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“You work so hard for a crossover hit but a song without the cross is all that you get.”  – Curtis Zackery

I’ve noticed a trend recently with Christian artists who downplay their faith in order to try to appeal to a broader audience.  Actually, it’s not much of a ‘trend’ anymore as much as it has become a standard operating procedure.  In an effort to get their product sold they tend to minimize the faith elements while at the same time having enough secondary or tertiary elements of faith to appeal to the Christian market as simply that; a market.

I’m wrestling with the ethical elements of this.  On one hand it is not bad at all for someone to make a living for their effort.  On the other hand I’m not sure how much I’m a fan of believers in Christ being seen as merely a market for a product.  I’m doubly concerned if the church market is a springboard upon which a greater sum of money will be made from the product spreading beyond that ‘market’.  That has the fingerprints of faith being used as a means to an end.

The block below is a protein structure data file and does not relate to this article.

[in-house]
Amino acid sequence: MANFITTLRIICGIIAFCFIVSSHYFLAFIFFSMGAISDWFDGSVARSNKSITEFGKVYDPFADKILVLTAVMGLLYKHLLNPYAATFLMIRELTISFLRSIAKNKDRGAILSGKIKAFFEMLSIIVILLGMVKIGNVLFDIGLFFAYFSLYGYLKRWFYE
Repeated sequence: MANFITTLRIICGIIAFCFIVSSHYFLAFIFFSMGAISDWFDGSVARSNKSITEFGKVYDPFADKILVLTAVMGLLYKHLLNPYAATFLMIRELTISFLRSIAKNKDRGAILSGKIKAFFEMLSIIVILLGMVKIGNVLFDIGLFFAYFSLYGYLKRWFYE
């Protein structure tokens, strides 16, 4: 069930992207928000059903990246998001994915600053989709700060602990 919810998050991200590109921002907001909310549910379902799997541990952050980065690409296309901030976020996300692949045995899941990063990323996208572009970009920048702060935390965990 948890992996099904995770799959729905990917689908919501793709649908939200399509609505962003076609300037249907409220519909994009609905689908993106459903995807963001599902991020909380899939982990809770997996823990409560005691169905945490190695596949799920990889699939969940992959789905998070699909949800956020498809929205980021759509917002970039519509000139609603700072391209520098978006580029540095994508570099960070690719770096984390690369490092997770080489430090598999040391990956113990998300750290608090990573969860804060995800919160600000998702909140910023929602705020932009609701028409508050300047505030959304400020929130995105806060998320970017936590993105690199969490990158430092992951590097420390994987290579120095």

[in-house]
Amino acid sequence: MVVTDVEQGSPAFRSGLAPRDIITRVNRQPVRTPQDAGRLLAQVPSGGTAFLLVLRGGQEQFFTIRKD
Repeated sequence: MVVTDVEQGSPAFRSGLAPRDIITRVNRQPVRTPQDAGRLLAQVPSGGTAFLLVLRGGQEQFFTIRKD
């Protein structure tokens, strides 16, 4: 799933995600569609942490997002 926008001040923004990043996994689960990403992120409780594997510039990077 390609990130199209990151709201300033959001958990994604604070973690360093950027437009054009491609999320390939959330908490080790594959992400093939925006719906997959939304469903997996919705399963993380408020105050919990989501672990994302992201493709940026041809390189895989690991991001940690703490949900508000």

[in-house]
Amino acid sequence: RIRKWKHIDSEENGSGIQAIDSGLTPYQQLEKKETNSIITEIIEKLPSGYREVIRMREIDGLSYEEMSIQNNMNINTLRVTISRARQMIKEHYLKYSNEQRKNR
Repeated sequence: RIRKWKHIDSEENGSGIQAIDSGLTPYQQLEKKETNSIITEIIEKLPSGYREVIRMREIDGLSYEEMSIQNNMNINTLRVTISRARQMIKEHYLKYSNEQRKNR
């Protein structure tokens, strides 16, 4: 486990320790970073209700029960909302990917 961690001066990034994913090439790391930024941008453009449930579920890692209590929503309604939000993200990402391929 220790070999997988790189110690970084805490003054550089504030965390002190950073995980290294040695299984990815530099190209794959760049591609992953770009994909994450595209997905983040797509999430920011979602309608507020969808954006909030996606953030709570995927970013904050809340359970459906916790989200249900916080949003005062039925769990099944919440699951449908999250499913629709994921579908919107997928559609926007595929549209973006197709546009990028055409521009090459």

One of my friends from college is a hip-hop artist.  His quote at the top of this post is from one of the songs on his album.  The point he’s making here is the point I’d love for Christian artists to consider.  If you’re going to crossover, no problem… you don’t have to do “Christian” music.  I get it.  But why flirt with the Christian market by using some elements of faith in your song just to tease a cert